You’re in the midst of a writeup and everything’s going great. You just got an amazing quote from the perfect source. But suddenly, you’ve forgotten the rules surrounding that. Does the period go after the quotation? Or does it belong within? That depends on your sentence. In my years of experience in web writing, this has been a popular question. This tutorial combines my experience along with the time I’ve spent studying the online version of the Yahoo! Style Guide. The following is meant to help readers solve that and other mysteries surrounding punctuation and quotations.
Proper Punctuation When Quoting a Source
The general rule is to keep punctuation, such as periods, inside quotations. This is where many get confused. In fact, I have received dozens of emails and message from fellow writers about this. Some have assumed I was doing it wrong. Others wanted advice. If you are quoting a source, according to the Yahoo! Style Guide lesson entitled “Quotation Marks”, it actually belongs outside the quotation unless the punctuation is part of the quote.
Example of correct placement of a period when quoting a source:
–Tina Baker stated that “fries are better than chips when accompanied by hamburgers”.
Because the noted quote was the end of a sentence containing it, the period belongs outside the quote. Had the quote been by itself, the period would have gone inside the quote.
Example of correct placement of a period when the quote is a stand-alone sentence.
–Yesterday I spoke with Dr. Allen. His comments: “Looks like we’re going to have to do surgery. This a rare occurrence.”
Since this quote contains complete stand-alone sentences, the punctuation belongs inside the quotes.
Proper Punctuation When Quoting Exact Text
If there is a string of text that must be typed in an exact way, the punctuation belongs outside the quotation. For instance, if you want to put emphasis on a phrase, you would put any following punctuation after the quote. Some get confused on this because it may not look right to see a period after quotations. However, this is the correct way to construct such a sentence.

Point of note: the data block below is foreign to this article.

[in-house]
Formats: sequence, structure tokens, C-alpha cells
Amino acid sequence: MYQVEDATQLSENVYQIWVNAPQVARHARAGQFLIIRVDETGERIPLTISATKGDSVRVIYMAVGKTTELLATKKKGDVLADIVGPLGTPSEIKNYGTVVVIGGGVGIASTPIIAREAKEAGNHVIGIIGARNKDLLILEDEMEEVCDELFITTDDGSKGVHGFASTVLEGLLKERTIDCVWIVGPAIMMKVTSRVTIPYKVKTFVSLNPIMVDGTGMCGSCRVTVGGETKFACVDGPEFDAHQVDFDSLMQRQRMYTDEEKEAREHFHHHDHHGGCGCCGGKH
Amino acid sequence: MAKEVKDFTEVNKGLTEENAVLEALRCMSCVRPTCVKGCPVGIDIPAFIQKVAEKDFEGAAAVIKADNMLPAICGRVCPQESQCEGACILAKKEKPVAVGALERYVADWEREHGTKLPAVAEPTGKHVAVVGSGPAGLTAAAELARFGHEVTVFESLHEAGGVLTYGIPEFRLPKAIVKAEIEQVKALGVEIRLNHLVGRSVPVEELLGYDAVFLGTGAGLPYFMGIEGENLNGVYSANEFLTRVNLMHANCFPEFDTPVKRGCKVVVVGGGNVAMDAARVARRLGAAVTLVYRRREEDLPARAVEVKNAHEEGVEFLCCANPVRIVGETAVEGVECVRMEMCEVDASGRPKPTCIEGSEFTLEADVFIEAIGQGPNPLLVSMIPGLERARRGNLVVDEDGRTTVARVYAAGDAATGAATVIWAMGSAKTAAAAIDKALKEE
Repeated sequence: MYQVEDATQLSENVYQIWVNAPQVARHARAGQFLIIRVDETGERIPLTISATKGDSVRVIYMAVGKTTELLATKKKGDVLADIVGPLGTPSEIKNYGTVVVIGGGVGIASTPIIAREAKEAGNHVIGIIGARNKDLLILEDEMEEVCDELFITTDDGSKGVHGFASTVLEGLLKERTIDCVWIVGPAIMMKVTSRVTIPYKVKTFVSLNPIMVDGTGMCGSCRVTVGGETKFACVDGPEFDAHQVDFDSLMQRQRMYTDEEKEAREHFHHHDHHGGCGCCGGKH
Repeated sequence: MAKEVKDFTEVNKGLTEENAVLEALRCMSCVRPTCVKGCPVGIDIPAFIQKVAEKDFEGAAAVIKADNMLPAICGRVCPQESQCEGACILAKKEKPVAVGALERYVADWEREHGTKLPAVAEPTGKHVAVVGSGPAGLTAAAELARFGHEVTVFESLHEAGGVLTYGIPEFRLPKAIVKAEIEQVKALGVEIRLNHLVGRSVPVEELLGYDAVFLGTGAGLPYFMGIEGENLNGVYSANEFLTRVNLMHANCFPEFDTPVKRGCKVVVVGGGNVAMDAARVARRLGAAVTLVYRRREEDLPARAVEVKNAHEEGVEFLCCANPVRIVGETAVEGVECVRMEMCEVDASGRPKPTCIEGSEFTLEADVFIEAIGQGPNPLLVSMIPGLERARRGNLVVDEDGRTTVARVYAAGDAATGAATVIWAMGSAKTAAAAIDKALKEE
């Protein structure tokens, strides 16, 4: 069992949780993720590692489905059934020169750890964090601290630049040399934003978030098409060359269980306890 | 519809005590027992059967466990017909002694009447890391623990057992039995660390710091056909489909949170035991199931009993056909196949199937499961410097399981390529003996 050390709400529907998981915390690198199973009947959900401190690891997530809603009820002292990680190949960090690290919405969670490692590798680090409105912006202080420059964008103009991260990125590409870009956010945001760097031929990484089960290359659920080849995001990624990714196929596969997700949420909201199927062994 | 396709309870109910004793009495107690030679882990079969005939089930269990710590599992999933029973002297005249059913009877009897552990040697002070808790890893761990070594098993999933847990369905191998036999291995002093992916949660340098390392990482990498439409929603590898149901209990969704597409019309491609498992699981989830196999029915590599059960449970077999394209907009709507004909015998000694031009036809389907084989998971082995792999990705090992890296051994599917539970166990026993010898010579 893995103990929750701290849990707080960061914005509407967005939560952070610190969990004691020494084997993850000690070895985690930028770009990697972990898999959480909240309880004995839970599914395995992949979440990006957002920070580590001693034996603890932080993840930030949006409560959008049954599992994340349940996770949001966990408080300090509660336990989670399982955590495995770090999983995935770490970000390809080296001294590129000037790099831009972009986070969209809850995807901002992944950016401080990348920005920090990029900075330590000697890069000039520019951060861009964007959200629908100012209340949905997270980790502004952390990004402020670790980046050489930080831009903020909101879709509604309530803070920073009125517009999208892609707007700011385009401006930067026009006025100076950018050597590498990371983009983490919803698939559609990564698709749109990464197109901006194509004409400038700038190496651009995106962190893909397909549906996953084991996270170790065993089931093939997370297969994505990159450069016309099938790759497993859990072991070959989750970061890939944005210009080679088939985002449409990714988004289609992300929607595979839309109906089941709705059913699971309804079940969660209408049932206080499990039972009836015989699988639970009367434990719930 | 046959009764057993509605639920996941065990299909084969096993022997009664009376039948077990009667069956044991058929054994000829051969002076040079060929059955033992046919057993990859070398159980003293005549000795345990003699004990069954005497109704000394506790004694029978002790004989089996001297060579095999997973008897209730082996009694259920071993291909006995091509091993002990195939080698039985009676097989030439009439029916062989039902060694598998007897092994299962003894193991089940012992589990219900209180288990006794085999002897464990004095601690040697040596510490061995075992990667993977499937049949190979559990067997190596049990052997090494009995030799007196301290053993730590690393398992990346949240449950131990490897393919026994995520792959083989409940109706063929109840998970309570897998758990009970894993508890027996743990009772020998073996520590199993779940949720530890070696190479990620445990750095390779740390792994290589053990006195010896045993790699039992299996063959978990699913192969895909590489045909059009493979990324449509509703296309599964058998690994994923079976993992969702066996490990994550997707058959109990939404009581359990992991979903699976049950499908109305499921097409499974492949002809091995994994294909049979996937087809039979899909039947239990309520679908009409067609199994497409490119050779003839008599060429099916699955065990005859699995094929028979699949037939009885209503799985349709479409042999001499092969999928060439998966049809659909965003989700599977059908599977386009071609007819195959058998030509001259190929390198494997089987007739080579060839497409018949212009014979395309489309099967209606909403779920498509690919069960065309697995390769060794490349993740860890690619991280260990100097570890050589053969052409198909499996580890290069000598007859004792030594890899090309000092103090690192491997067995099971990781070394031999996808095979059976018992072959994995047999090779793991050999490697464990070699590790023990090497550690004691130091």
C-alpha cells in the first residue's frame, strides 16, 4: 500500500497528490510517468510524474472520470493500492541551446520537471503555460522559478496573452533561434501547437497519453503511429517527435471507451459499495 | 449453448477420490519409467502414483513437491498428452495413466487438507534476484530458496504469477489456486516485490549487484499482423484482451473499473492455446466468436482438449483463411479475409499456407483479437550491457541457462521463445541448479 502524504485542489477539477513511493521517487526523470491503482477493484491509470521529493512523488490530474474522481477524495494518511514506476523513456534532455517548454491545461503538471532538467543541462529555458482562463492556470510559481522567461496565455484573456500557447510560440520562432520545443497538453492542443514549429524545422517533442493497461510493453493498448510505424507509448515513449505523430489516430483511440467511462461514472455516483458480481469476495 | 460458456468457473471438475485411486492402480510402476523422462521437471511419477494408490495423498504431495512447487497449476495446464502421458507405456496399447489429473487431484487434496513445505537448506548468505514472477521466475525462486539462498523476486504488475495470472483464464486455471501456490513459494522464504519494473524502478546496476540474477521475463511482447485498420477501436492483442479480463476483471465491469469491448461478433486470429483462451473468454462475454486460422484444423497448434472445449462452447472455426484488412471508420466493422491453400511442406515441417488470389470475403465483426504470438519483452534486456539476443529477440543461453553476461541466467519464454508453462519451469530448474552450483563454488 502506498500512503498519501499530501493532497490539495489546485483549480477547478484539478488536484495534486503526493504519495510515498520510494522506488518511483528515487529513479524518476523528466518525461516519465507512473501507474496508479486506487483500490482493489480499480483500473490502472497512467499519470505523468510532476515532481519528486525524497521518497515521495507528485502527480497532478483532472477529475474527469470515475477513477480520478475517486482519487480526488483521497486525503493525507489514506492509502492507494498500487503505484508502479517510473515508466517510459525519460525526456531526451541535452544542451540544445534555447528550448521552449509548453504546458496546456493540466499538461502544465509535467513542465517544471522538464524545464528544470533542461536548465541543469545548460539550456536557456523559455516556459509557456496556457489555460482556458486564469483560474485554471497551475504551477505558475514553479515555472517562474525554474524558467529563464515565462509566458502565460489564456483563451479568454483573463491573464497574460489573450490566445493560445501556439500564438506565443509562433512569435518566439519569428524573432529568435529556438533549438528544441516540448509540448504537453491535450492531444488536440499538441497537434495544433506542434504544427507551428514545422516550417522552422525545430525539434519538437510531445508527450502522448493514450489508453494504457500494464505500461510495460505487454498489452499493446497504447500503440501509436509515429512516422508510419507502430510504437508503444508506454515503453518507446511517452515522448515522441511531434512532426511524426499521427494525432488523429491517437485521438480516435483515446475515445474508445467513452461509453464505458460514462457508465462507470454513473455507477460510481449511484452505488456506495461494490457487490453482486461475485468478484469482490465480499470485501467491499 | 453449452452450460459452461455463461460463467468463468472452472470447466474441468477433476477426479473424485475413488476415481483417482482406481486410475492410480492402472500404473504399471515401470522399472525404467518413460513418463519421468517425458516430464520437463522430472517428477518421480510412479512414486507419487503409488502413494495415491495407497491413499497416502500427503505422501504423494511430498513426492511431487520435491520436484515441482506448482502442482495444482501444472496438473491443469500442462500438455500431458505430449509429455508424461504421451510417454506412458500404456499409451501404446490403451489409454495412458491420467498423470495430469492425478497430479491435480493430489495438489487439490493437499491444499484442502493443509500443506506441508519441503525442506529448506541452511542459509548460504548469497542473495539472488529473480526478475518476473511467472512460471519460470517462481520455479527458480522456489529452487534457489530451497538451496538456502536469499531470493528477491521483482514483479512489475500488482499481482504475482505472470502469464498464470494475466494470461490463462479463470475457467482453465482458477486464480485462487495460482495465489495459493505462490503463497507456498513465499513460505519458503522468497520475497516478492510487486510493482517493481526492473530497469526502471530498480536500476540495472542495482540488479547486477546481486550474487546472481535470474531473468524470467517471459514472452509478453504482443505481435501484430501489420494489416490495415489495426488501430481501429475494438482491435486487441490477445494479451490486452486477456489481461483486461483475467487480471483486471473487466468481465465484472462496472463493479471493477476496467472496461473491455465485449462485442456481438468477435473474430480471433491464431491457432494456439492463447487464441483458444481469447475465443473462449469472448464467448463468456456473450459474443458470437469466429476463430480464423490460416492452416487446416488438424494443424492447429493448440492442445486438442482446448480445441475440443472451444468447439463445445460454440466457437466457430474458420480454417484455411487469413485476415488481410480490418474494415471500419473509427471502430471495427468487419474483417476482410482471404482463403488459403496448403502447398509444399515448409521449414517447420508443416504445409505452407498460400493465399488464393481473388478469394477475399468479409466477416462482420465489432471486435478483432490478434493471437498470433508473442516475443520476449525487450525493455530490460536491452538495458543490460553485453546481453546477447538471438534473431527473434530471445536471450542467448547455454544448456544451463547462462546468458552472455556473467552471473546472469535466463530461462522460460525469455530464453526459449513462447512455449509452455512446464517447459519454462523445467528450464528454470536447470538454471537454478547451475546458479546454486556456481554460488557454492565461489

Examples of correct placement of punctuation when using exact text:
–To submit that assignment, click on the button labeled “submit”.
–To check your daily views, first click on the “content” tab.
When In Doubt With Exact Text, Try Boldface Instead
If you are confused about the exact text and where to put the punctuation, consider using a boldface font instead. If you put emphasis on the text with bold characters, that avoids the need to use quotes.
Examples of using boldface to avoid quotations:
–To submit that assignment, click on the button labeled submit.
–To check your daily views, first click on the content tab.
Exclamation Points and Questions Marks Used With Quotes
When using question marks and exclamation points with quotations, unless that punctuation is a part of the statement being quoted, it belongs outside the quote. If a person exclaims something and you quote that, the exclamation point belongs inside the quotation. But if your sentence including the quote was an exclamation, it belongs outside.
Examples of correct placement of exclamation and question marks in quotes:
–Tommy said he “ran 150 miles today”!
–When Amy saw that yummy taste concoction, she exclaimed “It’s all mine!”
–I ran into Brook today and she asked “How do you find the time to write so often?”
–Do you enjoy those sweet pickles – you know, the ones called “bread and butter”?